Mayfair High girls volleyball bounced back from it’s first Suburban League loss in more than 10 years on Friday with a 25-18, 24-26, 25-19, 25-13 victory against Artesia. Senior outside hitter Jill Sorem had a huge match both offensively and defensively. She tallied 21 kills and had 16 digs to lead the Monsoons (9-8, 6-1). Senior outside hitter Katie Bos added 10 kills and 15 digs to lead Mayfair. Last week, Cerritos upset Mayfair, who had more than 100 consecutive league wins. La Mirada 3, Norwalk 1 Junior outside hitter Julie Reich had 11 kills, senior outside hitter Katrina Rosales had nine kills and four blocks as the Matadores (9-4, 5-2) won 24-26,25-9, 25-25, 29-27 in Suburban League play. AD Quality Auto 360p 720p 1080p Top articles1/5READ MOREWalnut’s Malik Khouzam voted Southern California Boys Athlete of the Week La Mirada plays host to Artesia at 3 p.m. on Wednesday. Cerritos 3, Bellflower 1 The Dons are still on a mile high after taking down Mayfair last week. Senior setter Kelsey Fong registered 25 assists, and senior outside hitter Kristy Trimble recorded 13 kills as the Dons (8-6, 7-0) defeated the host Buccaneers in four games by the score of 25-19, 25-19, 23-25, 25-14 to remain undefeated in the Suburban League. Carson 3, Washington 0 Senior middle blocker Mary Laupepa had nine kills and three aces and senior middle blocker Kori Willis had eight kills and two aces as the Colts (8-2, 5-2) won easily by defeating the Generals 25-9, 25-8, 25-10 in Marine League play. San Pedro 3, Narbonne 0 Junior setter Samantha Taylor had 25 assists, five kills and five digs to lead the Pirates to a 25-15, 25-12, 25-14 victory against the visiting Gauchos in Marine League play. Senior libero Jenny Miller recorded 21 digs for San Pedro (14-0, 7-0) Junior middle blocker Alex Bubica had seven kills, 11 digs and five blocks. With the loss, Narbonne drops to 12-2 overall and 5-2 in league competition. 160Want local news?Sign up for the Localist and stay informed Something went wrong. Please try again.subscribeCongratulations! You’re all set!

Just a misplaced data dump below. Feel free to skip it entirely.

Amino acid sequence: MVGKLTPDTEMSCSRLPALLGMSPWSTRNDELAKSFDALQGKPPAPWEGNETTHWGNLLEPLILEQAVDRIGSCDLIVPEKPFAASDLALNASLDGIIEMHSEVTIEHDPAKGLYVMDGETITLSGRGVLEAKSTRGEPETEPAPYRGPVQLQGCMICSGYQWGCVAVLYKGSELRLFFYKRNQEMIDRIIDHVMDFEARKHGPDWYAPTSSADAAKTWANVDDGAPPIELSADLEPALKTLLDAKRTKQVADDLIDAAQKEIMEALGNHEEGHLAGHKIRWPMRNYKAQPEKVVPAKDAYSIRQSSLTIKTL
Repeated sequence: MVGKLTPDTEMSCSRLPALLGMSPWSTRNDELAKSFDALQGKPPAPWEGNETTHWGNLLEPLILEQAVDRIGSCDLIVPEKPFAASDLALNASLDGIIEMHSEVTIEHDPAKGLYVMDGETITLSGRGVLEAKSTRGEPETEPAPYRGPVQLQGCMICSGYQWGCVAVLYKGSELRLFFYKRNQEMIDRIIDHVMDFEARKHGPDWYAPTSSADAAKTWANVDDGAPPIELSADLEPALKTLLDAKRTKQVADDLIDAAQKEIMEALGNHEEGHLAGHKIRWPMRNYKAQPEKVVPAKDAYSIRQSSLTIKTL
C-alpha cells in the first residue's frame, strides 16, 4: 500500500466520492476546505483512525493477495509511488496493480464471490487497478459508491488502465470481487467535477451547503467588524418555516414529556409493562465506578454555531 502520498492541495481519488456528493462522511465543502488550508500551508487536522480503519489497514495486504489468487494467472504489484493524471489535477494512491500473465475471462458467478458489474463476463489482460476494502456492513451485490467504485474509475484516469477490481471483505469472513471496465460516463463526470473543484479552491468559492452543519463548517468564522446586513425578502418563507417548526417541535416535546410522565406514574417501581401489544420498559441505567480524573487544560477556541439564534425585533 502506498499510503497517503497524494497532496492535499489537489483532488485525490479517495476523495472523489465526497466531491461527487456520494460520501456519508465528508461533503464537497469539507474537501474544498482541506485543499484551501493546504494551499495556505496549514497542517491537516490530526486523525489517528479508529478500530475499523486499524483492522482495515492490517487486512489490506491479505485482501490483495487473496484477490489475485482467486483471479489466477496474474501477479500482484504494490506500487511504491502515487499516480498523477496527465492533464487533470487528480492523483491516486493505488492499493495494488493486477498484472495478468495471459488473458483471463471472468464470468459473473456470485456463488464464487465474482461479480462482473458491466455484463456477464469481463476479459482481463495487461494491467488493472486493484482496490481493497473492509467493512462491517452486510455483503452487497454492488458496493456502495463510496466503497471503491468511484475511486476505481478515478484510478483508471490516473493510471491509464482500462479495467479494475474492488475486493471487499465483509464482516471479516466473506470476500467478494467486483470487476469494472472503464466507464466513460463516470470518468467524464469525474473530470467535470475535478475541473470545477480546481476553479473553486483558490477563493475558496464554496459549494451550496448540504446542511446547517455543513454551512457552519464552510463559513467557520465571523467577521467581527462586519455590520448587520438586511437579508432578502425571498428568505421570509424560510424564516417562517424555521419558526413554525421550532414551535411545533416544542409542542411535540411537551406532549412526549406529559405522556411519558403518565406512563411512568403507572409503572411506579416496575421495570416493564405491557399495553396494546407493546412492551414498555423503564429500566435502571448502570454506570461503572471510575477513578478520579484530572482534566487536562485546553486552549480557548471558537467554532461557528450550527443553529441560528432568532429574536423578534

ALAMEDA — Raiders quarterback Derek Carr was a guest on ESPN’s “Gruden’s QB Camp” while awaiting the draft coming out of Fresno State so he was no stranger to in-depth talk about everything that goes into a modern passing game.Little did he know that when Jon Gruden became his head coach, there was a much different message.“One of the first things he ever said to me when he was the coach here was, ‘Get excited about the run game,’ ” Carr said Wednesday. “And as a young quarterback that …
COLINET, N.L. – A man in his early 60s was killed when a gun accidentally discharged during a rabbit hunting trip on Newfoundland’s east coast, police said Monday.RCMP Const. Steven Hatch said officers were called to a remote dirt road near Colinet at about 1:35 p.m. Saturday for a report of an accidental shooting.“We got a 911 call from one of the people in the hunting party that there was an accidental discharge of a firearm, striking another male in the upper body,” he said from Placentia. “Indications are that it was a hunting accident.”He says police and paramedics responded, but the man was pronounced dead at the scene on Route 91.Hatch said the man, from the Foxtrap area of Conception Bay South, was hunting rabbit with others and was on the dirt road when the shooting occurred.Police are investigating with help from the medical examiner’s office.